Rafael Lozano-Hemmer, ‘Method Random 1’, 2013, Carroll / Fletcher

Method Random is a series of chromogenic prints that have been generated by computational methods that attempt to create randomness. Random number genera- tors (RNG) are essential algorithms for a large number of applications from encryption and security to simulation, jury selection, double-blind trials, statistical sampling, game theory and many others. While the sum of all colours picked by different RNG algorithms generates a neutral gray, pat- terns can be discerned when massive number of pixels can be seen simultaneously. These prints show how human perception of organization can often spot the fundamental difficulty for computers to appear unpredictable.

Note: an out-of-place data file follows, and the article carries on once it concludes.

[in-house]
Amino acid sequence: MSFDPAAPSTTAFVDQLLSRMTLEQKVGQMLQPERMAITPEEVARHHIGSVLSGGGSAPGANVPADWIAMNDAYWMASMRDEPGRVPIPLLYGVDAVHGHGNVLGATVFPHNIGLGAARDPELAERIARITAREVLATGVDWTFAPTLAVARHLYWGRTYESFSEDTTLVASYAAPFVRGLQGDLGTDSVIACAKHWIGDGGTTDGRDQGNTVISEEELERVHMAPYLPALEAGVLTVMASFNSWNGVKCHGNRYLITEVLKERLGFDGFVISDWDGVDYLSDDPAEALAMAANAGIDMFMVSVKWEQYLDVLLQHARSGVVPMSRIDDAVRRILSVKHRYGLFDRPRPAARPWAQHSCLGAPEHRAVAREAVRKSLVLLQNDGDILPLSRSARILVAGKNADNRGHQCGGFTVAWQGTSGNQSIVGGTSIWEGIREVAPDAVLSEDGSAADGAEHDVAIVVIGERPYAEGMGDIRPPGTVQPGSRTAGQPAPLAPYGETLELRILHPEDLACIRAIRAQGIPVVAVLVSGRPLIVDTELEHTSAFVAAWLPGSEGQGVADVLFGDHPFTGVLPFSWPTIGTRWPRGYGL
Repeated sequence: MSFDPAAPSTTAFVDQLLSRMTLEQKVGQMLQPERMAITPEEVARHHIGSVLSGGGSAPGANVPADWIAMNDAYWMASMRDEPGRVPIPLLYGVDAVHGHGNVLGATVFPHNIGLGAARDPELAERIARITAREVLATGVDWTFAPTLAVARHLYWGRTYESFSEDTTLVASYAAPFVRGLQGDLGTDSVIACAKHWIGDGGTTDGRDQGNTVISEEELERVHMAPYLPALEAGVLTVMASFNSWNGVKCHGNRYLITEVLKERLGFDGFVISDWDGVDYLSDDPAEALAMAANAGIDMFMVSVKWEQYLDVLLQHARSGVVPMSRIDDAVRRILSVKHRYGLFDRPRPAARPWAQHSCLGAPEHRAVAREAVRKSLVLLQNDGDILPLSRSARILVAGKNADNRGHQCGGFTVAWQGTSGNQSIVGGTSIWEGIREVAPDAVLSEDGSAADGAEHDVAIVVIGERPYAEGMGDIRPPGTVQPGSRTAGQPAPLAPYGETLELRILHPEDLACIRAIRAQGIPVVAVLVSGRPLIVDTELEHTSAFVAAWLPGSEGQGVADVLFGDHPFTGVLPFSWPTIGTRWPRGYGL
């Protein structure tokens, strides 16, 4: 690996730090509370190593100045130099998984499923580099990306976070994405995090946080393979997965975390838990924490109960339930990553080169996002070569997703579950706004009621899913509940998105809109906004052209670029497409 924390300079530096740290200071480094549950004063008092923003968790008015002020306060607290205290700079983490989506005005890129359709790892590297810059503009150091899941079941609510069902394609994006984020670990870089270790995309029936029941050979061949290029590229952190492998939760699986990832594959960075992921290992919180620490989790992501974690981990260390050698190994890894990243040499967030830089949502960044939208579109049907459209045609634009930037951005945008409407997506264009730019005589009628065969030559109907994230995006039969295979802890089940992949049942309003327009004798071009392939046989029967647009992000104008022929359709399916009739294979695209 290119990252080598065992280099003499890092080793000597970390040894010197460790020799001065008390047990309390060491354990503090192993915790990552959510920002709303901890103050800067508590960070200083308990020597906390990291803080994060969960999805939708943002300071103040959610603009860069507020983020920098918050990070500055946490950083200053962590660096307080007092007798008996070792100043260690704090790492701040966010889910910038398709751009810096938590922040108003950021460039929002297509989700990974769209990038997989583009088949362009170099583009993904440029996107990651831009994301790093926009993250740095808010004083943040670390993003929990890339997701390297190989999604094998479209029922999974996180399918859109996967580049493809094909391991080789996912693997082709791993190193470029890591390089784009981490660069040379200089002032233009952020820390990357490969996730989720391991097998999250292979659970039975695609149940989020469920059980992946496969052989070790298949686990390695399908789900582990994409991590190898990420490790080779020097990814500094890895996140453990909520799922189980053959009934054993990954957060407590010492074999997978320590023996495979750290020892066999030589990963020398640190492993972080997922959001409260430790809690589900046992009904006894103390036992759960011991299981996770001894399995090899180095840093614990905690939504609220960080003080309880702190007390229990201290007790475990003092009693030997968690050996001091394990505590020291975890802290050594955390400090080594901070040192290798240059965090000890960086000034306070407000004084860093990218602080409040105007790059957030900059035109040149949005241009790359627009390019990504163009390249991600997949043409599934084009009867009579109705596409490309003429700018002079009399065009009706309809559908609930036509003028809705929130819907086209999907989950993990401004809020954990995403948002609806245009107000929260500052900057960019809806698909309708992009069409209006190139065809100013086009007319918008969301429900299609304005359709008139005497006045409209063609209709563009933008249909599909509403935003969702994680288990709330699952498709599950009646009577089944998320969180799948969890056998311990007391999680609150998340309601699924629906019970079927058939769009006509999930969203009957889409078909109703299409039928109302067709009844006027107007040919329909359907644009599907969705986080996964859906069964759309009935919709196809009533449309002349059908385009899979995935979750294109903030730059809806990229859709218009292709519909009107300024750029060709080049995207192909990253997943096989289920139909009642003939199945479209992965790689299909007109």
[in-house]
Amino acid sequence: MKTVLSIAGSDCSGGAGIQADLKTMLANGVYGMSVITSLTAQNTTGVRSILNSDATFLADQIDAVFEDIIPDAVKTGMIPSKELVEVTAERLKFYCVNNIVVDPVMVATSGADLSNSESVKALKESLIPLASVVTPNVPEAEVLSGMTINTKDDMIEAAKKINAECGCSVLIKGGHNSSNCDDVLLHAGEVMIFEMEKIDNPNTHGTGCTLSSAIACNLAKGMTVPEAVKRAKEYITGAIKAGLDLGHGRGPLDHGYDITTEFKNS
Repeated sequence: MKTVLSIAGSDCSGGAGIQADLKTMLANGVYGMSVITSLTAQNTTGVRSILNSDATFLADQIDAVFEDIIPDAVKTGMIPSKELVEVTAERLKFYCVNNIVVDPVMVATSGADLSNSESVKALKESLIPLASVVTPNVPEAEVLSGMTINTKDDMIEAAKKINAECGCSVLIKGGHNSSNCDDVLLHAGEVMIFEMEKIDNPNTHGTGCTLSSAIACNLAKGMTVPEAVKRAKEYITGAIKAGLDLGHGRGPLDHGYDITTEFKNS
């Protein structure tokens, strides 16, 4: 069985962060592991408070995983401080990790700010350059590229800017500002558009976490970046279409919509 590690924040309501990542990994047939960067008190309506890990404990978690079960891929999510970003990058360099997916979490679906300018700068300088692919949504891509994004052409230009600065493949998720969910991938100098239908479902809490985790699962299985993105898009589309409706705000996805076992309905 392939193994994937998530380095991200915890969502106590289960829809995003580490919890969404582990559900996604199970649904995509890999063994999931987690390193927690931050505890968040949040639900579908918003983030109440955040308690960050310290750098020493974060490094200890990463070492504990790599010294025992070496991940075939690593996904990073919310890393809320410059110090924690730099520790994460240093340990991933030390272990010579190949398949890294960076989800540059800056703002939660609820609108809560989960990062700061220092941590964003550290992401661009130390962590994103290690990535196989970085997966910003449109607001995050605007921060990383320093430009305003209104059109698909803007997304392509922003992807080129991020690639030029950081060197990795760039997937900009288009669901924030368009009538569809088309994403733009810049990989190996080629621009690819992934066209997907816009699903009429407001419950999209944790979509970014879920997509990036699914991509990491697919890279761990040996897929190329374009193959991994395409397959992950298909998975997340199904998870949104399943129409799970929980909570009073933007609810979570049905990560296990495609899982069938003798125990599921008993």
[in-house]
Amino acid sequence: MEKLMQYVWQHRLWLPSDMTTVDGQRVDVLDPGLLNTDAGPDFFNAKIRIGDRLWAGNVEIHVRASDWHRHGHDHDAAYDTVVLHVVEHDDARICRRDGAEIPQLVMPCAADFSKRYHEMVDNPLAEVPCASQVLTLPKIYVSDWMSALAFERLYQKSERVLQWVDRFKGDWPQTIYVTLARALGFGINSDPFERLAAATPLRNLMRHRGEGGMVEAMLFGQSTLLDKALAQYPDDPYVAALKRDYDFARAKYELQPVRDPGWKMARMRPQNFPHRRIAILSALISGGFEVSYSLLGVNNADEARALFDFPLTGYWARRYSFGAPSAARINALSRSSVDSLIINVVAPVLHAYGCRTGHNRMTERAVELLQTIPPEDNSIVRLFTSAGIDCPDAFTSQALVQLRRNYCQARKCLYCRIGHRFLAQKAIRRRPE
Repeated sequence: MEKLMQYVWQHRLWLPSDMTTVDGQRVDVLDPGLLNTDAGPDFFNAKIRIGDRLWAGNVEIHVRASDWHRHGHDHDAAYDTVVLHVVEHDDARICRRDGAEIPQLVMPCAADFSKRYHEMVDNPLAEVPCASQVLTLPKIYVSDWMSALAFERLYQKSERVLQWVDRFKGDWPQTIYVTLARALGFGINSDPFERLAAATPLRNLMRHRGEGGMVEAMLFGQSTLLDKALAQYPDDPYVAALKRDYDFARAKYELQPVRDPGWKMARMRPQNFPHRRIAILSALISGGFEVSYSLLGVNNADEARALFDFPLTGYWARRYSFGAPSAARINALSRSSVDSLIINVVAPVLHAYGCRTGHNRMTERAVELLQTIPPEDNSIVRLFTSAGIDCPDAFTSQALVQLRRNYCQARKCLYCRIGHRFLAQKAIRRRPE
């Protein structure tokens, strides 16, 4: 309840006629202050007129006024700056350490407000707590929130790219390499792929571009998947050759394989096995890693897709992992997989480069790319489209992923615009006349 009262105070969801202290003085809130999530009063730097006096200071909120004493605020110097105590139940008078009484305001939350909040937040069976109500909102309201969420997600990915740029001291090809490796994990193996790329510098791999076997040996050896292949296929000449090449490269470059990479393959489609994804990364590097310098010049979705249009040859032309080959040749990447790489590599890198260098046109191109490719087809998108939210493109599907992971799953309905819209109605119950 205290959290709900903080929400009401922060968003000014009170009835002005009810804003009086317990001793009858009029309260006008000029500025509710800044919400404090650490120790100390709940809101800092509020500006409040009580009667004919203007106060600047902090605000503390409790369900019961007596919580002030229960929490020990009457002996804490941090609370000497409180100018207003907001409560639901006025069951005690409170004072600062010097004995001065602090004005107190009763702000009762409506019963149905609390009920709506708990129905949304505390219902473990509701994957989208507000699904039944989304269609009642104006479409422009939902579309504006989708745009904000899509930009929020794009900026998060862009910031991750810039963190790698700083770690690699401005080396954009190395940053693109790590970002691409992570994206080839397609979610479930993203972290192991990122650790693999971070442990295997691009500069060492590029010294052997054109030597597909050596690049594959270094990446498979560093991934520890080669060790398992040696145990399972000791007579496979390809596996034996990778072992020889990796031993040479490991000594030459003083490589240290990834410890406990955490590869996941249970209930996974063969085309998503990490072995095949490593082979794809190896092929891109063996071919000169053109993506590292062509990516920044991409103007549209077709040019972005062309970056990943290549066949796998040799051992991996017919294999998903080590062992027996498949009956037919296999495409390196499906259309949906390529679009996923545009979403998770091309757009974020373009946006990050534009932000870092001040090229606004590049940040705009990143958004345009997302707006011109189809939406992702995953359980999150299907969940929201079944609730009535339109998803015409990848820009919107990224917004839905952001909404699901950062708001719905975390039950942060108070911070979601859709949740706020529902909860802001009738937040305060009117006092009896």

Method Random 1
This image was genereted with a seed of 5970917 using an LCG with a=22695477, c=1, and m=2^32. The same algorithim used by Borland C/C++, except with using the least significant 24bits.

About Rafael Lozano-Hemmer

Electronic artist Rafael Lozano-Hemmer's public art installations combine technology, architecture, and performance using devices like robotics, projections, and cell phones. He constructs "temporary anti-monuments for alien agency," as in Pulse Tank (2008), in which heart rate sensors send ripples across the surface of water, or the Guggenheim's 2009 installation Levels of Nothingness, which allowed people to speak into a computer that linked voice traits to colors that were projected across the room. His Vectorial Elevation (1999), in which 800,000 participants created searchlight sculptures above Mexico City, may well be the world's largest interactive artwork ever.

Mexican, b. 1967, Mexico City, Mexico, based in Mexico City, Mexico